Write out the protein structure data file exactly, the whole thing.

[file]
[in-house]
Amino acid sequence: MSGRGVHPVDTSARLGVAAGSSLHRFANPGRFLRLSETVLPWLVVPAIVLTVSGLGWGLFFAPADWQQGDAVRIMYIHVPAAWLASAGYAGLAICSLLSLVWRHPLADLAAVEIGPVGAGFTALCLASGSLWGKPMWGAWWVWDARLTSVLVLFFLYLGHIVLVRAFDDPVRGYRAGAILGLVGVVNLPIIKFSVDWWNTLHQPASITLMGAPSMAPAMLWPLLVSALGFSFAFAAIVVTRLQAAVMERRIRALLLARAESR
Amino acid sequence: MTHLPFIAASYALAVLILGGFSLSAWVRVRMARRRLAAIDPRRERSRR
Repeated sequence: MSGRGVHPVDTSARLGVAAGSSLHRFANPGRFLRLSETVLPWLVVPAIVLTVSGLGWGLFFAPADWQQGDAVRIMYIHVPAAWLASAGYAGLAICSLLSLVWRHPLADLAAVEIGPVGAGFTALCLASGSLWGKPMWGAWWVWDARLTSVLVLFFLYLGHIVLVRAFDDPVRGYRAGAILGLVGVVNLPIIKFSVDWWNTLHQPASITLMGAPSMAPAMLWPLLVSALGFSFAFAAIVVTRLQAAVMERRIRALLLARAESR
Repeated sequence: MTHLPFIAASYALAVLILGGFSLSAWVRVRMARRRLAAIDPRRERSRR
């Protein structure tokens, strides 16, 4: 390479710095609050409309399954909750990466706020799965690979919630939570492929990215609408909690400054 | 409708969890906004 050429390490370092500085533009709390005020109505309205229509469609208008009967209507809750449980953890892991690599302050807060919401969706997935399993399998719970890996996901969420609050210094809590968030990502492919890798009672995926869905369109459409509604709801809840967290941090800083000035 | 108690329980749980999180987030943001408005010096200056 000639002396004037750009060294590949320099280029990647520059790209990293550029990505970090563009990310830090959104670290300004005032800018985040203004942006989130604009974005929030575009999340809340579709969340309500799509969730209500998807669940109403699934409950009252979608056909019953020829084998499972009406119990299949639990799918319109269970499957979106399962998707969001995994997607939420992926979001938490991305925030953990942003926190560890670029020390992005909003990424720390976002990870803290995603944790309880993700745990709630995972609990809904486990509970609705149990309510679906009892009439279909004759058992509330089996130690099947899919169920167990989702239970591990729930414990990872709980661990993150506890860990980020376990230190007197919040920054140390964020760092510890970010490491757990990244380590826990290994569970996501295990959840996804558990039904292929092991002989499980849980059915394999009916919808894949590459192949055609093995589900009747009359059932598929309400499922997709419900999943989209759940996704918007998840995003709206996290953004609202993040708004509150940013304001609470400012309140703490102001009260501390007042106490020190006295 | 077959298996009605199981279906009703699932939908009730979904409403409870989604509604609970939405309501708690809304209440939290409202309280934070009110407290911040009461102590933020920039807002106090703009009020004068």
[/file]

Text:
[in-house]
Amino acid sequence: MSGRGVHPVDTSARLGVAAGSSLHRFANPGRFLRLSETVLPWLVVPAIVLTVSGLGWGLFFAPADWQQGDAVRIMYIHVPAAWLASAGYAGLAICSLLSLVWRHPLADLAAVEIGPVGAGFTALCLASGSLWGKPMWGAWWVWDARLTSVLVLFFLYLGHIVLVRAFDDPVRGYRAGAILGLVGVVNLPIIKFSVDWWNTLHQPASITLMGAPSMAPAMLWPLLVSALGFSFAFAAIVVTRLQAAVMERRIRALLLARAESR
Amino acid sequence: MTHLPFIAASYALAVLILGGFSLSAWVRVRMARRRLAAIDPRRERSRR
Repeated sequence: MSGRGVHPVDTSARLGVAAGSSLHRFANPGRFLRLSETVLPWLVVPAIVLTVSGLGWGLFFAPADWQQGDAVRIMYIHVPAAWLASAGYAGLAICSLLSLVWRHPLADLAAVEIGPVGAGFTALCLASGSLWGKPMWGAWWVWDARLTSVLVLFFLYLGHIVLVRAFDDPVRGYRAGAILGLVGVVNLPIIKFSVDWWNTLHQPASITLMGAPSMAPAMLWPLLVSALGFSFAFAAIVVTRLQAAVMERRIRALLLARAESR
Repeated sequence: MTHLPFIAASYALAVLILGGFSLSAWVRVRMARRRLAAIDPRRERSRR
């Protein structure tokens, strides 16, 4: 390479710095609050409309399954909750990466706020799965690979919630939570492929990215609408909690400054 | 409708969890906004 050429390490370092500085533009709390005020109505309205229509469609208008009967209507809750449980953890892991690599302050807060919401969706997935399993399998719970890996996901969420609050210094809590968030990502492919890798009672995926869905369109459409509604709801809840967290941090800083000035 | 108690329980749980999180987030943001408005010096200056 000639002396004037750009060294590949320099280029990647520059790209990293550029990505970090563009990310830090959104670290300004005032800018985040203004942006989130604009974005929030575009999340809340579709969340309500799509969730209500998807669940109403699934409950009252979608056909019953020829084998499972009406119990299949639990799918319109269970499957979106399962998707969001995994997607939420992926979001938490991305925030953990942003926190560890670029020390992005909003990424720390976002990870803290995603944790309880993700745990709630995972609990809904486990509970609705149990309510679906009892009439279909004759058992509330089996130690099947899919169920167990989702239970591990729930414990990872709980661990993150506890860990980020376990230190007197919040920054140390964020760092510890970010490491757990990244380590826990290994569970996501295990959840996804558990039904292929092991002989499980849980059915394999009916919808894949590459192949055609093995589900009747009359059932598929309400499922997709419900999943989209759940996704918007998840995003709206996290953004609202993040708004509150940013304001609470400012309140703490102001009260501390007042106490020190006295 | 077959298996009605199981279906009703699932939908009730979904409403409870989604509604609970939405309501708690809304209440939290409202309280934070009110407290911040009461102590933020920039807002106090703009009020004068």